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Mindful eating exercises: Mindfulness is on the menu!

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"One of the very nicest things about life is the way we must regularly stop whatever it is we are doing and devote our attention to eating.”

Luciano Pavarotti


I think the best part about holidays, long weekends, and vacation is the food!

So, I thought I'd keep things light this Friday-of-a-long-weekend and give you some tips about eating mindfully.

If your initial thought is "That does not sound like fun", you're not alone. In fact, if I'm being honest, mindful eating is probably the aspect of mindfulness I took the longest to come around to… but it's one I've learned to appreciate now that I understand how to do it in a practical way that works for me.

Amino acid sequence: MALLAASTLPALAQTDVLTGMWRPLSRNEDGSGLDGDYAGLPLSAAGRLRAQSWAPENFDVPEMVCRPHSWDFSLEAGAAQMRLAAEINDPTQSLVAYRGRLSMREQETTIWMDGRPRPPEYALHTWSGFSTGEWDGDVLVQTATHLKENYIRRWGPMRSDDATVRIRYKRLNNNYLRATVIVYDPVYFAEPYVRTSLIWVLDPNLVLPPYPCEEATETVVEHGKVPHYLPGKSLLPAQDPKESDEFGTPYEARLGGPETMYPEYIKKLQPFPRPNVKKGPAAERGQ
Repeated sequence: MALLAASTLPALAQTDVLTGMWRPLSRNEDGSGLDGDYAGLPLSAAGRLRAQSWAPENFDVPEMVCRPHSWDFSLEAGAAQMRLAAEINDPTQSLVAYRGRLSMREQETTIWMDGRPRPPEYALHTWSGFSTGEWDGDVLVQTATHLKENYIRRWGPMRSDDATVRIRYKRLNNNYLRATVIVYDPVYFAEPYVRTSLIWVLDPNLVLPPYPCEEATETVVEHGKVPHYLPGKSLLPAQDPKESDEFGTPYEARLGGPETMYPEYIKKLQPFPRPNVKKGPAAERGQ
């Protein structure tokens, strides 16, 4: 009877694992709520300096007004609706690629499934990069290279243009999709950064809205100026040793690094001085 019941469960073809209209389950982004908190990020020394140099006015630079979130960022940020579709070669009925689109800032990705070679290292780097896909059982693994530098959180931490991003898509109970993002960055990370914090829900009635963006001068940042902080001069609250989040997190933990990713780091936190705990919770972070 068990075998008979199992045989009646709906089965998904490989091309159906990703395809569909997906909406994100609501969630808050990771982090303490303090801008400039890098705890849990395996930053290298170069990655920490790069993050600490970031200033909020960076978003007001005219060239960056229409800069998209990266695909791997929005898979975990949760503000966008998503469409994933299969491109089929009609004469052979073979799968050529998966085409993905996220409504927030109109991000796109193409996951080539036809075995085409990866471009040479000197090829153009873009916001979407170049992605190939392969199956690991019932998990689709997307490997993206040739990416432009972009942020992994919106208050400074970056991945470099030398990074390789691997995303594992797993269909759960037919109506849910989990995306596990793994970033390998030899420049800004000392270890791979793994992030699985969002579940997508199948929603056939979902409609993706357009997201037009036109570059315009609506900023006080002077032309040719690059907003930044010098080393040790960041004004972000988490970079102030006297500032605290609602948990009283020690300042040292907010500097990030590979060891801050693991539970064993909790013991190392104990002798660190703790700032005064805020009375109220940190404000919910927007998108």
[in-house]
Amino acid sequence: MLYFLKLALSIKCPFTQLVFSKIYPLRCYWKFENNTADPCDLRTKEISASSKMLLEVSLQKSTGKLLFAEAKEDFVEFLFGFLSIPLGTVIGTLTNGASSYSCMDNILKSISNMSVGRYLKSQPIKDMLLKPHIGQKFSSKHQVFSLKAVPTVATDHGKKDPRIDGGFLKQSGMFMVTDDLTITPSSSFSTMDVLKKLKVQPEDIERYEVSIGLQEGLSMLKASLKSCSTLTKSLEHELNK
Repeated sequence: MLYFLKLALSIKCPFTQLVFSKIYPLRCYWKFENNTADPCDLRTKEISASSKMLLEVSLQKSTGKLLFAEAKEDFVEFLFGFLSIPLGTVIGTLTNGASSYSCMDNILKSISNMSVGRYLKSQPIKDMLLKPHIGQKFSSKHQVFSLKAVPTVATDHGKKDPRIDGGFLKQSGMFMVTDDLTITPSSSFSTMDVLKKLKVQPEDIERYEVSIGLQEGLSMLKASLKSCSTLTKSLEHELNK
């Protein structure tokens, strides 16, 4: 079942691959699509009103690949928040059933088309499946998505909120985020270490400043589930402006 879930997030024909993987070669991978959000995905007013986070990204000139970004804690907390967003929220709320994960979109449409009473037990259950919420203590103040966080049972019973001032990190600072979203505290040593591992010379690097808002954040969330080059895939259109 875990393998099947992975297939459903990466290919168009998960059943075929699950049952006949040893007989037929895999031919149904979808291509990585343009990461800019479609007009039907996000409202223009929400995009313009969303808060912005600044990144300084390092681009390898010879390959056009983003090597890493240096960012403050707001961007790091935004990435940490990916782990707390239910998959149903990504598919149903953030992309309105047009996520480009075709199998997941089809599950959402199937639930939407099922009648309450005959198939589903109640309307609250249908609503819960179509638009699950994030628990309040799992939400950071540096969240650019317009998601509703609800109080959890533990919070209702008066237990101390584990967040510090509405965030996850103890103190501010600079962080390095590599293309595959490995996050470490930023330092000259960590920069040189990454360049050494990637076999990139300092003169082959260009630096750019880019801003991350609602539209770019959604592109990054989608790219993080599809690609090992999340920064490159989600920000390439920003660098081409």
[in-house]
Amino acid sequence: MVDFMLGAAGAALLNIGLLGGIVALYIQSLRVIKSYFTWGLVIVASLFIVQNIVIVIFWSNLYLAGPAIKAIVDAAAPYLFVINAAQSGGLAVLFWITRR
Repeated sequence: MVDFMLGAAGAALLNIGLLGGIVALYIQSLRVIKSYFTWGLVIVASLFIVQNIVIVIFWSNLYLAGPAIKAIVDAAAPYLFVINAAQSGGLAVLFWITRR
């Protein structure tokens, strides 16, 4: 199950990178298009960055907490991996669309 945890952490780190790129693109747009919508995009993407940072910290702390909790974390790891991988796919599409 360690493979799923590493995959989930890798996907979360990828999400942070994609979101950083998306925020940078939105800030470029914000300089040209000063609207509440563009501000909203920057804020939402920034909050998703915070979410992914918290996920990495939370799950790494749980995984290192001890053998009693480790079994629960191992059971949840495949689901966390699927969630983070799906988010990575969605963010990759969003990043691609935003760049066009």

Long story short, mindful eating is NOT a buzz kill. In fact, eating mindfully significantly increases your enjoyment of your food. (It can also aid with digestion and help you avoid the discomfort that comes from overeating.)

Colourful platter of fruits and vegetables

Being mindful is synonymous with being present. Being present means we're here with whatever it is that is going on, allowing ourselves to notice as much of it as possible. That is mindfulness: Being here now. So, when it comes to eating, mindfully doing so involves appreciating every aspect of the meal: from everything about the food itself to who you are enjoying it with and what your surroundings are like. Here are some mindful eating exercises that are basically ways in which you can sprinkle a little mindfulness into your meals.